• The above description is intended to be illustrative, and not restrictive. For example, the above-described examples (or one or more aspects thereof) may be used in combination with each other. Other embodiments can be used, such as by one of ordinary skill in the art upon reviewing the above description. The Abstract is provided to comply with 37 C.F.R. §1.72(b), to allow the reader to quickly ascertain the nature of the technical disclosure. It is submitted with the understanding that it will not be used to interpret or limit the scope or meaning of the claims. Also, in the above Detailed Description, various features may be grouped together to streamline the disclosure. This should not be interpreted as intending that an unclaimed disclosed feature is essential to any claim. Rather, inventive subject matter may lie in less than all features of a particular disclosed embodiment. Thus, the following claims are hereby incorporated into the Detailed Description as examples or embodiments, with each claim standing on its own as a separate embodiment, and it is contemplated that such embodiments can be combined with each other in various combinations or permutations. The scope of the invention should be determined with reference to the appended claims, along with the full scope of equivalents to which such claims are entitled.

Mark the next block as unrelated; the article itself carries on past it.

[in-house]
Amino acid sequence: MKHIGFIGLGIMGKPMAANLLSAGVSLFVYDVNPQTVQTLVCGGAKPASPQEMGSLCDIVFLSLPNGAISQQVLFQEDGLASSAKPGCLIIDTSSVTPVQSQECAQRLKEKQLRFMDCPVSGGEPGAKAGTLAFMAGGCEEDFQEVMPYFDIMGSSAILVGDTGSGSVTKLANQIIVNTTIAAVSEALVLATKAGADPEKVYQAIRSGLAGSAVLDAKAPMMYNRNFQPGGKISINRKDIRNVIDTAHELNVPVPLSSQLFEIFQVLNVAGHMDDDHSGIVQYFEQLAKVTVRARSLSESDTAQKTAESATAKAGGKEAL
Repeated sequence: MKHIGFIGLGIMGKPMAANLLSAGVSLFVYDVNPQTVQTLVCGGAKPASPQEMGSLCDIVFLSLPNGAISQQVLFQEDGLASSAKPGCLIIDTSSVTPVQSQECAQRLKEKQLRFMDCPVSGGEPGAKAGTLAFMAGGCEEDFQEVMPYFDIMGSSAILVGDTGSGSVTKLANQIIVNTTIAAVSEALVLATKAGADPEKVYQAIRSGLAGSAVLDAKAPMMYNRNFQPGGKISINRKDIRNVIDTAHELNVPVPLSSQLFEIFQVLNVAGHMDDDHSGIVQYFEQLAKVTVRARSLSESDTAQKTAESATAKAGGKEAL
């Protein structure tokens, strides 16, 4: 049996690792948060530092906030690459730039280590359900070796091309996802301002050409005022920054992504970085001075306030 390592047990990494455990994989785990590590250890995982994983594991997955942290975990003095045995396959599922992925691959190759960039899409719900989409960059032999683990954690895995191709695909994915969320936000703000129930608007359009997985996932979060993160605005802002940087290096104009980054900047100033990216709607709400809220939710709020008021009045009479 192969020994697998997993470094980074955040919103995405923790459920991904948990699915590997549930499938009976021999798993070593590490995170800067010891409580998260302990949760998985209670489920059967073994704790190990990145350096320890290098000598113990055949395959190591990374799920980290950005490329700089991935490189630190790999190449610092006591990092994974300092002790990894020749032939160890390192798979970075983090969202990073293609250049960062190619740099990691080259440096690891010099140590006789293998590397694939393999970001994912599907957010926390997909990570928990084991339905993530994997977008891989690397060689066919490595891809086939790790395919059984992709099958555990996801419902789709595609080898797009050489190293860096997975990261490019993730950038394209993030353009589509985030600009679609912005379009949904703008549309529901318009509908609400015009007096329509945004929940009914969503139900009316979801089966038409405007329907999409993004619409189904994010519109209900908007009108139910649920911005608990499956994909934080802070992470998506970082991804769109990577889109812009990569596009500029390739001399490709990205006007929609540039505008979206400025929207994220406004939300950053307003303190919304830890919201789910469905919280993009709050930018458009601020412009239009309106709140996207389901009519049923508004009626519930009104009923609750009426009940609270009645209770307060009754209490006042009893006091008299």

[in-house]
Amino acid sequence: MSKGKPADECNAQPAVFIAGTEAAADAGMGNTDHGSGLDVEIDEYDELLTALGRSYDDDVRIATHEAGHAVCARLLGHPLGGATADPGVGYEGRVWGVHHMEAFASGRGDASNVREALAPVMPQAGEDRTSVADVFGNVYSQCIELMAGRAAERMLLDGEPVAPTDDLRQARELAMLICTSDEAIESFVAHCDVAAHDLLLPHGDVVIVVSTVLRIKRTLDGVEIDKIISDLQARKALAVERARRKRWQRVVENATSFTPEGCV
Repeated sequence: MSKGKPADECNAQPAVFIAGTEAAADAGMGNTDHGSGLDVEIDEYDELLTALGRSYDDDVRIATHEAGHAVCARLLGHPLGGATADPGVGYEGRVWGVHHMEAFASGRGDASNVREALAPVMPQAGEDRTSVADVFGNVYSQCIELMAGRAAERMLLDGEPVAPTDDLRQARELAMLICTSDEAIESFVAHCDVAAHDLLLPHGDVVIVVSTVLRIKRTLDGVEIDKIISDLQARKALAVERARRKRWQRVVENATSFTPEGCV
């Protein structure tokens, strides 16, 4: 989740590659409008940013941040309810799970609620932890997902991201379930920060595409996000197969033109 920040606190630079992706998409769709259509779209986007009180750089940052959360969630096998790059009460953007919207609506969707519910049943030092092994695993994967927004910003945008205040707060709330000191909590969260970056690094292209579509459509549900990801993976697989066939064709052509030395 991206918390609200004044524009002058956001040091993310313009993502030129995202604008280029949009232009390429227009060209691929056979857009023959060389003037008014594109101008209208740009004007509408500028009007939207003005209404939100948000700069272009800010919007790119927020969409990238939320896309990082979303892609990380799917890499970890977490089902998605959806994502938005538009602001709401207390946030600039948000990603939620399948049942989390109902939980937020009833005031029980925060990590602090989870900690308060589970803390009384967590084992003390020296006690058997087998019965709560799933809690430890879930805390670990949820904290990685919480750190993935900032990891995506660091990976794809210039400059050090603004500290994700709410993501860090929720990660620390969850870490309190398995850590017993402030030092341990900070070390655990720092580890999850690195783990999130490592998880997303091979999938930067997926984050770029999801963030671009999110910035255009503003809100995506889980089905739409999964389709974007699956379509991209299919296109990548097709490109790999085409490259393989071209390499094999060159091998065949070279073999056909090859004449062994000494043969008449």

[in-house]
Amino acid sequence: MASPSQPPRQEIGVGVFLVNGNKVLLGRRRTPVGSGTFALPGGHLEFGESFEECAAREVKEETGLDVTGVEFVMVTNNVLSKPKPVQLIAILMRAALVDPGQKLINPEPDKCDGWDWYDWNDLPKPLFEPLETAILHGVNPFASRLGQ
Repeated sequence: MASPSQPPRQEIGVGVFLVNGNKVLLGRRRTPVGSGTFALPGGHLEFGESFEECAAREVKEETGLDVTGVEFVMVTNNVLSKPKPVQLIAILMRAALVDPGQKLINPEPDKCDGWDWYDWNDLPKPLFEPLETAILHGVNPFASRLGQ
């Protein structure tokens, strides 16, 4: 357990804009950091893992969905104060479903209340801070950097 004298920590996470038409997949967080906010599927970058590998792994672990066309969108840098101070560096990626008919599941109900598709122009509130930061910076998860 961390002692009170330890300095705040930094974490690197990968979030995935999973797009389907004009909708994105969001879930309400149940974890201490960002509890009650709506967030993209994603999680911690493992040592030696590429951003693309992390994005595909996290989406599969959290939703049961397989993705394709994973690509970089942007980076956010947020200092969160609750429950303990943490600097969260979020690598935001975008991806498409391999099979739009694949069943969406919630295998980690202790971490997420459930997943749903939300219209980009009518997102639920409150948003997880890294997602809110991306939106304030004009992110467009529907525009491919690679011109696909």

Claims (20)

1. An apparatus comprising:
a sensing circuit configured to generate a sensed physiological signal representative of thoracic impedance of a subject;
a controller circuit electrically coupled to the sensing circuit and including:
a measurement circuit configured to determine a measure of absolute thoracic impedance using the sensed physiological signal; and
a risk circuit configured to quantify a risk of worsening heart failure (WHF) for the subject using a comparison of the determined measure of absolute thoracic impedance to a specified range of values of absolute thoracic impedance, and generate an indication of risk of WHF of the subject according to the quantifying of the risk.
2. The apparatus of claim 1, including a memory circuit configured to store a specified range of values of absolute thoracic impedance that identifies the subject as one percent or less of a specified subject population having the highest risk of WHF of the specified subject population.
3. The apparatus of claim 1, wherein the risk circuit is configured to generate the indication of risk of WHF of the subject when the determined measure of absolute thoracic impedance is substantially equal to thirty ohms (30Ω) or less.